Systems Thinking: Look at the Connected Whole and Ask Why
I’m a keen squash player and having recently hurt my back, I’m getting physiotherapy. The clinic I’m going to (a referral from a client – thanks Wendy!), backs an unconventional approach. The premise is that root causes to injuries are often not related to the place of the injury (my back), and occur elsewhere is the body. In my case, the causes are my foot, shoulder and thorax!
In organizational settings, a key systems thinking practice (and there are a handful) is to “go wide” in examining complex cause and effect relationships. Sometimes the connection between cause and effect is clear, but often determining the exact relationship between the two is very difficult.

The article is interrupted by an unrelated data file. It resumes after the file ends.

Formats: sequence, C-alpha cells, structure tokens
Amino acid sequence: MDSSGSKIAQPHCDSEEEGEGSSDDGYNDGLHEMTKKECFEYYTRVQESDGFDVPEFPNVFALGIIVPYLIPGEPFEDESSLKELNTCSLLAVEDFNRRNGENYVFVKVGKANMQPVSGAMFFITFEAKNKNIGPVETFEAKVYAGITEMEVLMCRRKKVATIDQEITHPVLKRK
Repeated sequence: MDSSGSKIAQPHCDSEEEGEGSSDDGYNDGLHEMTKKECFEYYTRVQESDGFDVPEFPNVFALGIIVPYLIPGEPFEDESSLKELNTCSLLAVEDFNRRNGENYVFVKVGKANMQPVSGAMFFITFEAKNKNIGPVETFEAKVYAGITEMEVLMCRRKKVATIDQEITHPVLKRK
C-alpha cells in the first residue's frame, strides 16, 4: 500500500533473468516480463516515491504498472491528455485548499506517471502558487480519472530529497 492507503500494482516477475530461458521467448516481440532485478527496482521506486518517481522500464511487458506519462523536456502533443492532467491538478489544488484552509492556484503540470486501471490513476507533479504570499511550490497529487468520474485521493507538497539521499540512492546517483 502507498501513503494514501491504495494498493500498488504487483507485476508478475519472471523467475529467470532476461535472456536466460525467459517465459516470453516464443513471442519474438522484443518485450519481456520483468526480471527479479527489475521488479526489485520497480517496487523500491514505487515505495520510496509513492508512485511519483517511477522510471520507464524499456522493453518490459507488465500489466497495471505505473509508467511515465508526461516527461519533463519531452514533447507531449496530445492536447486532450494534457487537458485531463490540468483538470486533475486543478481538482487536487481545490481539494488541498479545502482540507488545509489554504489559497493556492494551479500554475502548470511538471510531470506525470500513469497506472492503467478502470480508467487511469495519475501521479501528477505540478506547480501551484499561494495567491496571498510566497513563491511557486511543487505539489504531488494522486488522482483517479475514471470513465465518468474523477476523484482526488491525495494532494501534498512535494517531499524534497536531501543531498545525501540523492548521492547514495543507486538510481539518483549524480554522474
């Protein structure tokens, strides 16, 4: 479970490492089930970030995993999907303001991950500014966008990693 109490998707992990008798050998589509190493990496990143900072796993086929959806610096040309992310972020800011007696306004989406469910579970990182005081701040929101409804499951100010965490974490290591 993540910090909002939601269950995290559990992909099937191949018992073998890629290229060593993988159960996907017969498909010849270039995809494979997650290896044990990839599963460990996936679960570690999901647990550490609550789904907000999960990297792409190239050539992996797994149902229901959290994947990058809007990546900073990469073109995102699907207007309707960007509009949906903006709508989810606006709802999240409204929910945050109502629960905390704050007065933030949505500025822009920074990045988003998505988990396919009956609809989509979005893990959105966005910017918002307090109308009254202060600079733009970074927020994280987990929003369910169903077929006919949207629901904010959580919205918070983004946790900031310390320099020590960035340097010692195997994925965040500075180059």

For example, when considering lower employee engagement survey results, one might infer that the people manager is the reason for the lower scores. However, the reasons (the causes) might actually be factors like a lack of organization-wide career development, high workload resulting in stress and a lack of work-life balance, or low trust and confidence in senior leaders’ strategic direction.
A systems thinking orientation encourages the analysis of the nature of multiple root causes and how they contribute to the situation. A simple, yet impactful tool that can be used to identify root causes is the “5 Whys”. It involves looking at any problem and asking: “Why?” and “What caused this problem?” Very often, the answer to the first “why” will prompt another “why” and the answer to the second “why” will prompt another and so on; hence the name, the 5 Whys.
After three physio visits, I’m making good progress and hoping to be back on the squash courts soon!
Our Critical Thinking workshop explores this and other systems thinking principles and tools.
Nic Tsangarakis, Principal